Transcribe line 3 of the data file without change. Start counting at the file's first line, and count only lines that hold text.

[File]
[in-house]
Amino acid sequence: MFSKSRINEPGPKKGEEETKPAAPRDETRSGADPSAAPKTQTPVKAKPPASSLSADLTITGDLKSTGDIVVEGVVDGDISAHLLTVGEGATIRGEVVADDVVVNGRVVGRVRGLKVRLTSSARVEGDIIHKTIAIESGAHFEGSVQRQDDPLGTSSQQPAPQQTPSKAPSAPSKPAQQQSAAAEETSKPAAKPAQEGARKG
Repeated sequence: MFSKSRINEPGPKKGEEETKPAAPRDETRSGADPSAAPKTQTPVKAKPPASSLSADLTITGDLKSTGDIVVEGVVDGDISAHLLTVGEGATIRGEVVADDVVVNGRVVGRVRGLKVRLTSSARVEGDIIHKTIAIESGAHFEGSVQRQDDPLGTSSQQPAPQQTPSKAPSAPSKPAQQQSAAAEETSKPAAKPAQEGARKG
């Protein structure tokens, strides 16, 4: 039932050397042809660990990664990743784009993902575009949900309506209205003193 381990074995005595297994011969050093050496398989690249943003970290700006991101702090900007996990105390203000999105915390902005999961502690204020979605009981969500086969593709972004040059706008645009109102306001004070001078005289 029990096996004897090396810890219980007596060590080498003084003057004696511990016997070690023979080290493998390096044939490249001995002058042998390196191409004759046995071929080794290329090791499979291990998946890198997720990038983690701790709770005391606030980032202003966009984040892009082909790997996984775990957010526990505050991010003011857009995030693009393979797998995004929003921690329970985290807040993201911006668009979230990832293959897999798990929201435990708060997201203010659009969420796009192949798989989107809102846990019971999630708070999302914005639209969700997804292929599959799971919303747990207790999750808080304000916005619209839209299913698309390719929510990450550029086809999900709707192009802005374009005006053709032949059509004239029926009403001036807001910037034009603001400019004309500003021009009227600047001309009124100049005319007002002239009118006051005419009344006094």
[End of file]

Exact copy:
Repeated sequence: MFSKSRINEPGPKKGEEETKPAAPRDETRSGADPSAAPKTQTPVKAKPPASSLSADLTITGDLKSTGDIVVEGVVDGDISAHLLTVGEGATIRGEVVADDVVVNGRVVGRVRGLKVRLTSSARVEGDIIHKTIAIESGAHFEGSVQRQDDPLGTSSQQPAPQQTPSKAPSAPSKPAQQQSAAAEETSKPAAKPAQEGARKG